I had fun preparing some Montessori-inspired activities using spheres, cubes, and cylinders along with free printables. The activities can be adapted for a variety of levels.
This is a sponsored post written by me on behalf of Spielgaben. All opinions are honest and my own. This post also contains affiliate links (at no cost to you).
The spheres, cubes, and cylinders used in this post are from the complete Spielgaben set. Spielgaben toys are exceptionally high-quality educational toys designed for ages 3-12.
The Spielgaben complete set comes with over 700 pages of full-color printed learning materials. These printed materials help you as a parent or teacher easily use Spielgaben toys educationally with your child and/or students.
Spielgaben Materials Used in This Post
The wooden cube, sphere, and cylinder are from the Spielgaben box 2, which consists of two 2-inch cubes, two 2-inch spheres, and two 2- inch cylinders. Rings are attached to one of the sets, allowing the child to suspend the geometric solids from the crossbeam, crossbar and pillars, which are also included. The resource materials that come with the Spielgaben complete set contain many, many more ways to use box 2 than the examples I’m sharing here.
I’ve also used some spheres, cubes, and cylinders from Spielgaben box 2b (wooden lacing beads).
You can find more activities using spheres and cubes in my earlier posts (see below).
“Gift” Bag of Geometric Solids
I like the way the Montessori-inspired Godly Play program teaches that parables are like gifts. Montessori materials are also special and beautiful like gifts. The Spielgaben educational toys are beautiful, too. So I decided to use a drawstring gift bag I had received to introduce the sphere, cube, and cylinder to my 10-month-old granddaughter, Zoey. Geometric solids wouldn’t normally be introduced to a baby, but I wanted to show ways to include even older babies in a multi-age study of geometric solids. See my posts with yarn balls (below) for ideas using yarn balls (the best Spielgaben baby toy).
My granddaughter loves to open bags, so I simply gave her the bag containing a sphere, cube, and cylinder. Because it’s the correct vocabulary, I say the name of the specific geometric solid when Zoey holds it.
Exploring Sphere, Cube, and Cylinder
3 hooks and string come with Spielgaben box 2 to attach the sphere, cube, and cylinder using the crossbeam, crossbar, and pillars. For safety with a baby, I didn’t use the hooks and just attached the geometric solids by tying the string. I held the support together with one hand, although you could create a more permanent version if you wish. I just let my granddaughter explore the sphere, cube, and cylinder that were suspended. For older children, there are many activities (such as spinning shapes) in the digital materials that come with the Spielgaben set.
Sphere, Cube, Cylinder Song Basket
For this activity, I printed out song cards with the free printable “3D Shapes That We Know” from Kindergarten Works. I placed the cards and 3 Spielgaben solids in a Montessori Services basket (small willow basket, which is a great size for many card materials).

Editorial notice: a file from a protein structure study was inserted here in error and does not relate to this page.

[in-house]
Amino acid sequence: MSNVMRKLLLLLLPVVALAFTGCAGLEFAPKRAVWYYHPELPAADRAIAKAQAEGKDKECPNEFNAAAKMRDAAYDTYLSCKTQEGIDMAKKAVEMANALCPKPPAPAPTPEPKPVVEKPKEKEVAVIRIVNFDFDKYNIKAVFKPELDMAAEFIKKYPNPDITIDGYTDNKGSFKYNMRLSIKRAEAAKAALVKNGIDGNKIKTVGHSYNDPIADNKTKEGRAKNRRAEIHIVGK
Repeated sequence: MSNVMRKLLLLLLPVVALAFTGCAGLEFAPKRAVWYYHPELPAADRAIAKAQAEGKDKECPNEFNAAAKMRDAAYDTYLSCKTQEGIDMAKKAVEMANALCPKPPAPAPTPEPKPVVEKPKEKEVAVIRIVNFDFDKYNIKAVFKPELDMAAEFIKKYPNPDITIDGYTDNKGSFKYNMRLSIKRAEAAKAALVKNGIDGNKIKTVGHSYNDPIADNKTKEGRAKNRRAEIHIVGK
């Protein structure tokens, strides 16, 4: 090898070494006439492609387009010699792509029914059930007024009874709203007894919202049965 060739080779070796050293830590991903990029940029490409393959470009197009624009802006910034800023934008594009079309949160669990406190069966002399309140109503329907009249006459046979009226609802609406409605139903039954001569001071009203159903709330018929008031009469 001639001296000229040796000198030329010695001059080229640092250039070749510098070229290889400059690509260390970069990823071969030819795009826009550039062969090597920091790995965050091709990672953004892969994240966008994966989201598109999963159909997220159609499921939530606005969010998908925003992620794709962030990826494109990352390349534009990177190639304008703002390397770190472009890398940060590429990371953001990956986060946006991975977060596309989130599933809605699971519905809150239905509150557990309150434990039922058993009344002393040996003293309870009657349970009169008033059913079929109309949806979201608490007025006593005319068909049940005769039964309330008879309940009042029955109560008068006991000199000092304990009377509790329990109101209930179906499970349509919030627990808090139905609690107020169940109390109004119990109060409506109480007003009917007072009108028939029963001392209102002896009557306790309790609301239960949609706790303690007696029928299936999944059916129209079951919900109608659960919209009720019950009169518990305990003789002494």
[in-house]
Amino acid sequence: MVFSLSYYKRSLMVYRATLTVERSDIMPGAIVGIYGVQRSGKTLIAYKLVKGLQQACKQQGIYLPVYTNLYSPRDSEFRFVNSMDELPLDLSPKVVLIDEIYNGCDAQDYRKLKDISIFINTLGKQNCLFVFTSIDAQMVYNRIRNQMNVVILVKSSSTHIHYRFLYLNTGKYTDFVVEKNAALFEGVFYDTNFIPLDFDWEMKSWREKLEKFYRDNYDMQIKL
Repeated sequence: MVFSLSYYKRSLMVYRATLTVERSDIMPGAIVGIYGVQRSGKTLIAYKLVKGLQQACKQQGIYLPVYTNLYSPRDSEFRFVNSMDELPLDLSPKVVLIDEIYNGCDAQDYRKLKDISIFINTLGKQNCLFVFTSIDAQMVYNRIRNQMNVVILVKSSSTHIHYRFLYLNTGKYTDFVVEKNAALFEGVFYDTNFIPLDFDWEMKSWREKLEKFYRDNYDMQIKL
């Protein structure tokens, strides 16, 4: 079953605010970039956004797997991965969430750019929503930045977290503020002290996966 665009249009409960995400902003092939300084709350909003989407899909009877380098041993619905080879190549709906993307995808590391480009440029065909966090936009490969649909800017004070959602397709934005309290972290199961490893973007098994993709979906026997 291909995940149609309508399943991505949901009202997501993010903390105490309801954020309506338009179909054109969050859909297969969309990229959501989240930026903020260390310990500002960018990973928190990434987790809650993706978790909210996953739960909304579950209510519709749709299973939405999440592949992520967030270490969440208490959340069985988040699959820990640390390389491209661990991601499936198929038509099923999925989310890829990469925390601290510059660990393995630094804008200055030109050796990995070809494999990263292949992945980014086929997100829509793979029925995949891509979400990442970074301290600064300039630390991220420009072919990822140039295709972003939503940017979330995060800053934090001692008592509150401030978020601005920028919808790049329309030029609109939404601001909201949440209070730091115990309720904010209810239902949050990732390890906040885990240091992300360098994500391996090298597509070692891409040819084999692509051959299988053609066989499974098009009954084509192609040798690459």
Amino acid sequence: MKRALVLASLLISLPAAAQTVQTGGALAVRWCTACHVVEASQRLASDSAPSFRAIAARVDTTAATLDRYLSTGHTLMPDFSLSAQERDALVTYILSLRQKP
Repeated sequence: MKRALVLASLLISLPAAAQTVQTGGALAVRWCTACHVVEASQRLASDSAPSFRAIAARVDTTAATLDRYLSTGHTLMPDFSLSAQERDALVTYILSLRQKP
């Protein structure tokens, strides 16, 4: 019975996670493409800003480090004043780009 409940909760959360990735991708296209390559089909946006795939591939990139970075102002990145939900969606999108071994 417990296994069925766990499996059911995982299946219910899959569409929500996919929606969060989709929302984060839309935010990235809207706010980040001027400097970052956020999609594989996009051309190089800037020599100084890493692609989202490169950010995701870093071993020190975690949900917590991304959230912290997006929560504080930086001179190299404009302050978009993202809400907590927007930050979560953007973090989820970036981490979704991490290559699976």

You could have your child match the geometric solids with the cards, and then you could teach the geometric solid songs printed on the cards. (I typically lay activities out on Montessori Services rugs.)
Sphere, Cube, and Cylinder Sorting Tray
For this activity, I used the free printable “3-D Shapes for Kids” from Kidspot to print out a sphere, cube, and cylinder. I placed them on one of the Multicraft 5-piece wooden trays. I would have the child lay out each of the 3 pages and then place the matching shapes on the appropriate page. I used all 6 colors of each shape to make the activity more challenging. For children just learning geometric shapes, I recommend using only one color of bead to follow the Montessori principle of isolation of quality.
You could also have a geometric solid hunt where your child could search for those solids in your house. Or use one of the printables in my Inexpensive and DIY Geometric Solids post to create an activity sorting pictures of items shaped like spheres, cubes, and cylinders.
Making Paper Spheres, Cubes, and Cylinders
This activity is for preschoolers with advanced cutting and assembly skills through school-age children. Glue or tape would need to be added to the tray or kept in a central art-supply area. Here are the links for making the geometric solids on the tray:
Cube and Cylinder: 3D Models from SEN Teacher
Sphere: Paper Model of a Globe from Korthals Altes
For a sphere that’s a globe, see the papercraft globe and moon from Canon.
There’s also a plate tectonics tennis ball globe at USGS.
Note: The globes are very challenging to make. Generally, those would be for school-age children. (They’re great even for tweens and teens.) Preschoolers could make spheres from playdough or another modeling material.
Sphere, Cube, and Cylinder Properties Sorting Tray
This activity uses the free “Simple 3-D Shape Properties Cards” from TES Connect. This is another sorting activity with a reading option for older children.
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All My Spielgaben Posts
Many of these include links to free printables! (Click on an image to go to the related blog post. The gallery is ordered according to publication date with my latest post at the top.)
Version 4 of Spielgaben Educational Toys
I highly recommend Spielgaben as an amazing educational material for home or school. Even though the toys aren’t inexpensive, they’re definitely worth the price because of the high quality of materials and number of years your children or students can use them.
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